Power and Gender in ‘1984’ and ‘The Winslow Boy’
‘1984’ by George Orwell and ‘The Winslow Boy’ by Terence Rattigan both explore the issues of power and gender in their texts. Power and gender is represented and portrayed to the audience in certain ways. In ‘1984’, George Orwell communicates these aspects through Winston and Julia, and the three parties respectfully. He also uses irony to give the reader a better understanding of who has the power in the situations. In ‘The Winslow Boy’, Terence Rattigan explores the themes through the court case, and also through Catherine.
Power is a main theme in the book ‘1984’. The book explores the struggle and the abuse of power throughout the storyline. In the novel, there are three class systems in the society, these being the Inner Party, Outer Party and the Proles. As a totalitarianism system is in place, each party is given certain rules and responsibilities. Through these rules and responsibilities, we are able to determine the level of power each party has. The Inner party has few rules and responsibilities. As a result, we are able to conclude that they have a great amount of power, and they lead a luxurious life. An example from the text is on page 175 which states: “The whole atmosphere of the huge block of flats, the richness and spaciousness of everything, the unfamiliar smells of good food and good tobacco, the silent and incredibly rapid lifts sliding up and down, the white-jacketed servants hurrying to and fro – everything was intimidating. The Outer Party however do not lead such a fantastic life; however their life is full of rules and responsibilities to their communities. Members of the Outer Party are constantly forced to take part in events such as the ‘two minute hate’ and they are bound by rules which affect their day to day activities. They are constantly monitored by telescreens and live in fear of ‘vaporisation’. Also, The Outer Party members are continually famined as they are handed out...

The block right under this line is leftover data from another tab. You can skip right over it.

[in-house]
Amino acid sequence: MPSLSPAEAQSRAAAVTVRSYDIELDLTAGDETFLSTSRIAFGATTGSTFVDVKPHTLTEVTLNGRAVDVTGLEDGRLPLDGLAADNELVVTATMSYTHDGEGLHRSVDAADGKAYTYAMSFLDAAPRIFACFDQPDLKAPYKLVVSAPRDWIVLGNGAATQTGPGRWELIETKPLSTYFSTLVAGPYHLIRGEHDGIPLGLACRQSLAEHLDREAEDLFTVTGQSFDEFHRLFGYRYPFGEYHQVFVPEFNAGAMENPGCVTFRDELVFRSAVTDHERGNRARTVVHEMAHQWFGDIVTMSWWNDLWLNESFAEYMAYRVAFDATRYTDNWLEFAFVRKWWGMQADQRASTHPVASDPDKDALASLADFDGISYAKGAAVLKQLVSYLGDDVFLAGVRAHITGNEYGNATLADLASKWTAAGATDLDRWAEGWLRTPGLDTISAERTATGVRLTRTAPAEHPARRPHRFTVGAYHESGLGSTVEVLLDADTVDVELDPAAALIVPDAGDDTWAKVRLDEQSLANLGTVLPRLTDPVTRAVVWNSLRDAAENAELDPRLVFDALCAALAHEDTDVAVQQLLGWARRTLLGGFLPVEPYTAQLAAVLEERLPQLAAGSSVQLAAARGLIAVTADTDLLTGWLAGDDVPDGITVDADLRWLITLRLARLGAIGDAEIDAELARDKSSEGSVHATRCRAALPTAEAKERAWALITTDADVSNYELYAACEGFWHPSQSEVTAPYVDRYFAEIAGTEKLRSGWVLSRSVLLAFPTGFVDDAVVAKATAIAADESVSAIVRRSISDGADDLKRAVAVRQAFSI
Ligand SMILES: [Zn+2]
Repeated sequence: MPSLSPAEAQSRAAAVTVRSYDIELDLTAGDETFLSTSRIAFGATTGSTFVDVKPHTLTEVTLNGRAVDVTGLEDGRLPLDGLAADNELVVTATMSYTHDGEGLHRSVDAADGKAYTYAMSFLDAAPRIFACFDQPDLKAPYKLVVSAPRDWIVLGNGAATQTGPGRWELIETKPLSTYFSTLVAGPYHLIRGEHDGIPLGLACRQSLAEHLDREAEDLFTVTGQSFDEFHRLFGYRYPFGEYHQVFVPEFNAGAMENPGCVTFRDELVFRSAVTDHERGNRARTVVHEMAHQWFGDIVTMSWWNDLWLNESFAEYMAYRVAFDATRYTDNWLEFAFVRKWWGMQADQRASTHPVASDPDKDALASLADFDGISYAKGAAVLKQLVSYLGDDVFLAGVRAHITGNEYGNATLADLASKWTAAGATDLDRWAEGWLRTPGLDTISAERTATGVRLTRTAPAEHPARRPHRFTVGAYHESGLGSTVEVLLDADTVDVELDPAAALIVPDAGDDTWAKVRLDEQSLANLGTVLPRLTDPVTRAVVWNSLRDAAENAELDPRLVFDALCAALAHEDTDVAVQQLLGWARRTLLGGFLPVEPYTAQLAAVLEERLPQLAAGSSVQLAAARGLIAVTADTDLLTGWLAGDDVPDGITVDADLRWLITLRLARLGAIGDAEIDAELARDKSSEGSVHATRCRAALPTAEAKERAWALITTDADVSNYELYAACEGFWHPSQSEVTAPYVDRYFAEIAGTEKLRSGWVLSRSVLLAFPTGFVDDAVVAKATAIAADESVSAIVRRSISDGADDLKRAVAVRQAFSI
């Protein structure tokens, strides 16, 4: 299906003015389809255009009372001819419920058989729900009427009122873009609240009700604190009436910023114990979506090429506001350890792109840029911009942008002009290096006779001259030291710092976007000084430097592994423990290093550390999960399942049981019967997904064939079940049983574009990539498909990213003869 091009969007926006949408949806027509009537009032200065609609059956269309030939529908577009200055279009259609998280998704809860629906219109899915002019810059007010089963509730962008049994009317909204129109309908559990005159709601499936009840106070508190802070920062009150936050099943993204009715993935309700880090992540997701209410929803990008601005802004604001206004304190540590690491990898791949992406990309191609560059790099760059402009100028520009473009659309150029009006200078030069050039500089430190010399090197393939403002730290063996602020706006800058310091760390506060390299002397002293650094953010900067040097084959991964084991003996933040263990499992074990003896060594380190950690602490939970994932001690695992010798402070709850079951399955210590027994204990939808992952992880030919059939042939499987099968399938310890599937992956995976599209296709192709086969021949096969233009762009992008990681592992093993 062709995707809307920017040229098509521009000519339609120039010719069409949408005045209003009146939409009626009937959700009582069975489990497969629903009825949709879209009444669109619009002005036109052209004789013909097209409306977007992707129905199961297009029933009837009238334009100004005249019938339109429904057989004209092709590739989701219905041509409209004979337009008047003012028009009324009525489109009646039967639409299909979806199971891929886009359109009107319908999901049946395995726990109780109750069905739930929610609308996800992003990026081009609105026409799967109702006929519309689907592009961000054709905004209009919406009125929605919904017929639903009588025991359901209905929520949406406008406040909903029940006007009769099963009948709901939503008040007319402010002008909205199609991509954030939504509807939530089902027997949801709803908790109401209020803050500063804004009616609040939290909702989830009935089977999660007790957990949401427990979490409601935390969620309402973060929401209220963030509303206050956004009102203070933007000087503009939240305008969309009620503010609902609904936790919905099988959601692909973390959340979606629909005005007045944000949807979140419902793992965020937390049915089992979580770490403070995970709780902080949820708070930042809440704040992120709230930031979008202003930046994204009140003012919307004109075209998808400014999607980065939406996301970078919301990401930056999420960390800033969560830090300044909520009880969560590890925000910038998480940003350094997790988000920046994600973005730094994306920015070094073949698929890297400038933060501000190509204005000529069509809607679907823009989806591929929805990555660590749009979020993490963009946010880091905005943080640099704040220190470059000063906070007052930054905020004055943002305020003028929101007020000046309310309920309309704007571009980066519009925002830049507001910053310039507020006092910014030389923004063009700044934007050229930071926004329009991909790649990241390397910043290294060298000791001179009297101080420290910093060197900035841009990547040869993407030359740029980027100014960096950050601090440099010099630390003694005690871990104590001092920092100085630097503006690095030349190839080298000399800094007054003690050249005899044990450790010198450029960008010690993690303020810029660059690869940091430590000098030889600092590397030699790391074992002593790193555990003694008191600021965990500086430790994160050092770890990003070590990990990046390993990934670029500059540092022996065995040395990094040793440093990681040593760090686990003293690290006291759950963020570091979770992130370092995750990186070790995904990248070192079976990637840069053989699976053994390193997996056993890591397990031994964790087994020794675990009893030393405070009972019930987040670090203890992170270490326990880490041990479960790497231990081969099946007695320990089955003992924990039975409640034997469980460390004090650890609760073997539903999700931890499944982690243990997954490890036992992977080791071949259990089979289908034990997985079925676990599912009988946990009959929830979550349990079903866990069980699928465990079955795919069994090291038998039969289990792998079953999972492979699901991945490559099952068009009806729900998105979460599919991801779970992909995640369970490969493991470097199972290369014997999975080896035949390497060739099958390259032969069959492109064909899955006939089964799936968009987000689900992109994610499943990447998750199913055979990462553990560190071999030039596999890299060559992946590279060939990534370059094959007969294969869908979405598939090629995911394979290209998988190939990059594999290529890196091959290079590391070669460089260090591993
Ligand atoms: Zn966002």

Please join StudyMode to read the full document